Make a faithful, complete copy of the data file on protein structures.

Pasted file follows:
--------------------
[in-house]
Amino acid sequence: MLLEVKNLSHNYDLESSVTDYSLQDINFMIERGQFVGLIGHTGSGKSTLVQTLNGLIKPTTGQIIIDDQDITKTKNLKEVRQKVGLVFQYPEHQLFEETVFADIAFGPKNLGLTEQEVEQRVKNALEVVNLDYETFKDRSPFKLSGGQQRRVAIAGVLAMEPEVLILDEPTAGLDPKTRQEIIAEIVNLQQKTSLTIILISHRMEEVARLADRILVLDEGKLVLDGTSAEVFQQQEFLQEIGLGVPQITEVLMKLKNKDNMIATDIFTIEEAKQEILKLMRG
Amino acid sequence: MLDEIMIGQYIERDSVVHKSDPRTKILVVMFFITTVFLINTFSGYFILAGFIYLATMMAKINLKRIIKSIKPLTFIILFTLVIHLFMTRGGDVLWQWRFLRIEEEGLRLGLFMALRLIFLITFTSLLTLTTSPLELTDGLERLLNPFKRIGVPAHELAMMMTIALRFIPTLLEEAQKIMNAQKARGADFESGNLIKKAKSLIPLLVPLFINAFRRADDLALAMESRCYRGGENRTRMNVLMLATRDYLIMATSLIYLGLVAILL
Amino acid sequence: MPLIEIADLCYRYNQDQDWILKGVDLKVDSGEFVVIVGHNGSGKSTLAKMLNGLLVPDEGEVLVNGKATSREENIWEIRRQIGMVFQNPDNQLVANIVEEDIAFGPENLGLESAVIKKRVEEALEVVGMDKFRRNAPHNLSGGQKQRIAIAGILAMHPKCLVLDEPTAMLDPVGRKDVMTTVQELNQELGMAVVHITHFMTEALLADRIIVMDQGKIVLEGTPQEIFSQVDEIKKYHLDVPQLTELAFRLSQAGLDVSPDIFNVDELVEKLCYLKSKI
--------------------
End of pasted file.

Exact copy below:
[in-house]
Amino acid sequence: MLLEVKNLSHNYDLESSVTDYSLQDINFMIERGQFVGLIGHTGSGKSTLVQTLNGLIKPTTGQIIIDDQDITKTKNLKEVRQKVGLVFQYPEHQLFEETVFADIAFGPKNLGLTEQEVEQRVKNALEVVNLDYETFKDRSPFKLSGGQQRRVAIAGVLAMEPEVLILDEPTAGLDPKTRQEIIAEIVNLQQKTSLTIILISHRMEEVARLADRILVLDEGKLVLDGTSAEVFQQQEFLQEIGLGVPQITEVLMKLKNKDNMIATDIFTIEEAKQEILKLMRG
Amino acid sequence: MLDEIMIGQYIERDSVVHKSDPRTKILVVMFFITTVFLINTFSGYFILAGFIYLATMMAKINLKRIIKSIKPLTFIILFTLVIHLFMTRGGDVLWQWRFLRIEEEGLRLGLFMALRLIFLITFTSLLTLTTSPLELTDGLERLLNPFKRIGVPAHELAMMMTIALRFIPTLLEEAQKIMNAQKARGADFESGNLIKKAKSLIPLLVPLFINAFRRADDLALAMESRCYRGGENRTRMNVLMLATRDYLIMATSLIYLGLVAILL
Amino acid sequence: MPLIEIADLCYRYNQDQDWILKGVDLKVDSGEFVVIVGHNGSGKSTLAKMLNGLLVPDEGEVLVNGKATSREENIWEIRRQIGMVFQNPDNQLVANIVEEDIAFGPENLGLESAVIKKRVEEALEVVGMDKFRRNAPHNLSGGQKQRIAIAGILAMHPKCLVLDEPTAMLDPVGRKDVMTTVQELNQELGMAVVHITHFMTEALLADRIIVMDQGKIVLEGTPQEIFSQVDEIKKYHLDVPQLTELAFRLSQAGLDVSPDIFNVDELVEKLCYLKSKI